Norman Szabo October 8th, 2009 09:14 PM

Bob -- Not to worry. Thanks for trying. And Robert's post below answers everything! (btw the battery's *not* under the handle in the NTSC PD150.) Also, re the blue smurf, Ah yes! That little guy. I remember him as being green, and that's what threw me :)

Robert -- Thank you! This is great! Pretty much everything I need to know. And I'm sure it will be useful for others with the same -- and other -- problems.

John Peterson -- Thanks for messaging me! Very much appreciated!

Robert Martens October 9th, 2009 12:08 AM

You're welcome, Norman, I'm glad I could help. Be sure to let us know how it all works out!

Ray Bell October 9th, 2009 10:06 AM

what are the symptoms of the camera when the battery goes out...

Chris McMahon October 9th, 2009 01:02 PM

Assuming that it's the same thing as what happened when the (easily replaceable) internal battery in my old VX1000 died, all settings (including CPs) revert to the defaults if you take the L-series battery out for more than, oh... 3 seconds.

Norman Szabo October 9th, 2009 10:24 PM

Yup, that's exactly right. At least it's obvious when it happens because the LCD flashes 'CLOCK SET' in big yellow letters. That's when you know the camera has reverted to all its factory defaults -- which you then have to painstakingly go through manually to reset to whatever you want them to be.

And as soon as you disconnect the camera from the power adapter or remove the power battery, even for a few seconds, the whole cycle begins again.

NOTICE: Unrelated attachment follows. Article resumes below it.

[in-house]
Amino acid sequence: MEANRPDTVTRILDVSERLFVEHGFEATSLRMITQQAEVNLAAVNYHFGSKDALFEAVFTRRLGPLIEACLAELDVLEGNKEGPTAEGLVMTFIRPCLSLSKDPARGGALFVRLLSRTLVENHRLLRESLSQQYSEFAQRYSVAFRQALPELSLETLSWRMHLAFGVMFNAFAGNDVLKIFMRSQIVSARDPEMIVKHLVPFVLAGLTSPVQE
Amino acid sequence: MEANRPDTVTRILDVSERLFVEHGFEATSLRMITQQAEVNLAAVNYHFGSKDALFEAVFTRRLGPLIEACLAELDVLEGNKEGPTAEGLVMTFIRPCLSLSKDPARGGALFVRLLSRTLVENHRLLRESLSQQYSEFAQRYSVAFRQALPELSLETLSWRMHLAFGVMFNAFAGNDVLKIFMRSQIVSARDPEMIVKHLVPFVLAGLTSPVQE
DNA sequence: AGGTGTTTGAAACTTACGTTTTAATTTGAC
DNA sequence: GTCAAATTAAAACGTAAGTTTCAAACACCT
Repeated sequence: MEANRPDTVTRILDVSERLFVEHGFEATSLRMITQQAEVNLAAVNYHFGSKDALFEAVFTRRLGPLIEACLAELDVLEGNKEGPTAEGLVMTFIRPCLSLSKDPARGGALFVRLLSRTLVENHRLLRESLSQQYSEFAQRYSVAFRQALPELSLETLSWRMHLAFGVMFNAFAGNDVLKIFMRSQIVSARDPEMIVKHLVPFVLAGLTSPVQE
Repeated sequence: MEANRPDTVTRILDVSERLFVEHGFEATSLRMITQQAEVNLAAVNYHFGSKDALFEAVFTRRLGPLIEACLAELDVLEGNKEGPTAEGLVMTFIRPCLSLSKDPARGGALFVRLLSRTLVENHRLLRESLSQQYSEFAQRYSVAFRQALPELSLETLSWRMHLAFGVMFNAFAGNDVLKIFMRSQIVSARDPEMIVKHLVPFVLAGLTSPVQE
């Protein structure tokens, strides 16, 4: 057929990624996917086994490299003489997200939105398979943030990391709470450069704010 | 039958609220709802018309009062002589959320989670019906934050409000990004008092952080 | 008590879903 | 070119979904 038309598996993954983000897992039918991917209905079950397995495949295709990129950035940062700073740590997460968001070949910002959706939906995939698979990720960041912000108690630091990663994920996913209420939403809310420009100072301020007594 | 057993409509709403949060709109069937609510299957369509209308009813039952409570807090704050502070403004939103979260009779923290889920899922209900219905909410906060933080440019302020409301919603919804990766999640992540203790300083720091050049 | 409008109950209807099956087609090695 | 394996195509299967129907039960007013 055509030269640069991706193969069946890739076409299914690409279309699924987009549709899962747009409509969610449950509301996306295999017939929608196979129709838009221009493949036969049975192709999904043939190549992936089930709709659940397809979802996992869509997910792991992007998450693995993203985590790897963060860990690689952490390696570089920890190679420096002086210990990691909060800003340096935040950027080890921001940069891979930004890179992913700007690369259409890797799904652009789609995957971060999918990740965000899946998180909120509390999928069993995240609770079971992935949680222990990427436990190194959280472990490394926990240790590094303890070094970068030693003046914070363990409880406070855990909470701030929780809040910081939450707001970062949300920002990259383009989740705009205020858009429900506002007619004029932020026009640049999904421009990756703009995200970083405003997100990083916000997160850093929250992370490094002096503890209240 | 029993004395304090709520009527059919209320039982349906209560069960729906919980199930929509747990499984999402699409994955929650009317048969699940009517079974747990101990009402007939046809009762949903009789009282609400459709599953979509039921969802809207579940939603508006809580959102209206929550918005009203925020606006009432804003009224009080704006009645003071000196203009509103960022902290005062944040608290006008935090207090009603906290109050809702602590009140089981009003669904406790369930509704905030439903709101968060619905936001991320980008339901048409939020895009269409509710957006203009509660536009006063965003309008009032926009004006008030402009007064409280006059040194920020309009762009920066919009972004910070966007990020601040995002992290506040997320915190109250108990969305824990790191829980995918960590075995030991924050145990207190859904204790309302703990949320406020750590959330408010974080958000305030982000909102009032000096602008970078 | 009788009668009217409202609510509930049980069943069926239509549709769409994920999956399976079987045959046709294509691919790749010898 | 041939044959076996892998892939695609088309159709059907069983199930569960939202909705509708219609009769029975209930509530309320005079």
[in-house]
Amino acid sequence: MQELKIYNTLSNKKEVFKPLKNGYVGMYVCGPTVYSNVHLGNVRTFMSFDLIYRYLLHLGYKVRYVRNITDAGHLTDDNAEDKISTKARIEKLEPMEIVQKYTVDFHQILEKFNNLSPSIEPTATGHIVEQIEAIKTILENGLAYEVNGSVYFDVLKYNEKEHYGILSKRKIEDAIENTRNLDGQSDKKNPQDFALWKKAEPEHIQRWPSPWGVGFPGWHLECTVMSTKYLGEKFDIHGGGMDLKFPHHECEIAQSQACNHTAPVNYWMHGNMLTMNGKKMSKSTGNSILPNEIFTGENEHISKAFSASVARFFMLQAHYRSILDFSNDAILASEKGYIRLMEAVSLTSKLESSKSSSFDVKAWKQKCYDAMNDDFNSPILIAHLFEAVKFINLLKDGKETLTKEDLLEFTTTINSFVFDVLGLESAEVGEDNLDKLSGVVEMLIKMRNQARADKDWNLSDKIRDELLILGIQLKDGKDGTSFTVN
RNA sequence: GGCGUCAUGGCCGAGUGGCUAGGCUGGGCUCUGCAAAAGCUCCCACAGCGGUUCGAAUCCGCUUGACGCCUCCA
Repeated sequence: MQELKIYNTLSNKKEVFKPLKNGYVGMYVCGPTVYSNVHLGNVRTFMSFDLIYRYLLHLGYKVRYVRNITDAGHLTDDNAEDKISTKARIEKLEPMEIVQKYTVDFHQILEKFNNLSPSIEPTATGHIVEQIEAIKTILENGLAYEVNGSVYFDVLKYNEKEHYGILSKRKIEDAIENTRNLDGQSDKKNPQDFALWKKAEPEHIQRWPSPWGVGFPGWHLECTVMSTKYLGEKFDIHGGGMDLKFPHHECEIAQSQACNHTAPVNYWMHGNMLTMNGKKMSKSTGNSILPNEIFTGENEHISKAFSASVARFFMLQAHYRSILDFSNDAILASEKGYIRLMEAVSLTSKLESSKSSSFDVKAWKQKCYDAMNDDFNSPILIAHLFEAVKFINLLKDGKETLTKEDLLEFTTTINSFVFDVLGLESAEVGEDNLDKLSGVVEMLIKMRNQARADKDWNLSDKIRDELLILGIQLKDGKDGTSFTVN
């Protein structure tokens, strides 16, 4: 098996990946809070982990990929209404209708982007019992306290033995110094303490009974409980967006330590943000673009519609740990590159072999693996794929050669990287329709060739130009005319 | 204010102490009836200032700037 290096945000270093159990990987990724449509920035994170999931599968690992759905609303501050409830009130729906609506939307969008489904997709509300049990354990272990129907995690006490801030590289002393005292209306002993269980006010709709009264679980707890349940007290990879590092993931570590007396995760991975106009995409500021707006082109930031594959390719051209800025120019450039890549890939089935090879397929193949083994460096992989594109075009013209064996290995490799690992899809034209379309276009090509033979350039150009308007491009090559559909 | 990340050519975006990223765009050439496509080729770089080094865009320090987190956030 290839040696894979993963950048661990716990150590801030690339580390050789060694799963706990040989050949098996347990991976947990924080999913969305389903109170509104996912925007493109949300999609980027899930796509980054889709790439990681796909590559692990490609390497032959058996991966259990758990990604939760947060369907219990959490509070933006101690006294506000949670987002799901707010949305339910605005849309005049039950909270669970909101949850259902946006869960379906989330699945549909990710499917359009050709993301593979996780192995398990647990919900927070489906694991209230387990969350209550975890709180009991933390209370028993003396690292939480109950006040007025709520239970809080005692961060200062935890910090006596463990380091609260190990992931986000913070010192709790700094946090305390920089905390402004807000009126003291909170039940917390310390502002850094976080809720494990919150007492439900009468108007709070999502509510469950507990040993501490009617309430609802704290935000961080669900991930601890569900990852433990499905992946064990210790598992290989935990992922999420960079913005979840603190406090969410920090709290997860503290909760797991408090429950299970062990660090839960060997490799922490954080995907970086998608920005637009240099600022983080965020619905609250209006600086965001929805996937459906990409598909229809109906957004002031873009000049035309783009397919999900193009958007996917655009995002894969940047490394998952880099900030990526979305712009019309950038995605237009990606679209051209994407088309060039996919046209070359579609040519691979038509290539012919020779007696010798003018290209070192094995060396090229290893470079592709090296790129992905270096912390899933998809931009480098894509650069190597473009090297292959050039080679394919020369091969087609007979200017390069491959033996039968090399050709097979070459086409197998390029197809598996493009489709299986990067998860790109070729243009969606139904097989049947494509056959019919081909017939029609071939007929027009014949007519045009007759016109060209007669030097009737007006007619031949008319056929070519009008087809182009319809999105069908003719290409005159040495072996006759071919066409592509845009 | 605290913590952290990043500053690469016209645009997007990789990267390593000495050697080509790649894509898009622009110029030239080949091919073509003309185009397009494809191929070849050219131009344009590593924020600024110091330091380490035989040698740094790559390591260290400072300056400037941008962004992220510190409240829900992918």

Chris Hurd October 9th, 2009 11:05 PM


Originally Posted by Bob Hart (Post 1428926)
Norman. 'tis a strange thing the places people turn up. How are Abelard and Elouise these days?


Originally Posted by Norman Szabo (Post 1428942)
Hey Bob, Yup, it's the same Norman :-)

Both of you have been members here since Jan. 2004 and you're just now running into each other? It's about time!

Norman Szabo October 9th, 2009 11:48 PM

Yup, it is kinda weird.

I know Bob from the Zoetrope screenwriting site -- we even collaborated on a project over there for a while -- but until a few days ago, I didn't realize he was also a member over here. Or that he had a PD150 or VX2000.

Like they say: The world is round :)

Norman Szabo October 11th, 2009 04:09 AM

2 Attachment(s)
Getting to the battery wasn't too hard. The overall exploded view on page 104 (6.1.1) shows how you have to remove the handle first to get at all the screws, and then after removing the 'ornamental plate' around the iris control wheel, all the screws holding the LCD assembly in place are accessible. As soon as you take the LCD panel off, the battery is right there.

Now it gets tricky...

Robert. you're right: the battery is soldered in place. There's a couple of arms that are spot welded(!) onto the body of the battery and they're soldered directly onto the circuit board. Of course, I can't help wondering why Sony couldn't have been like everyone else on the planet and simply used a clip, but never mind.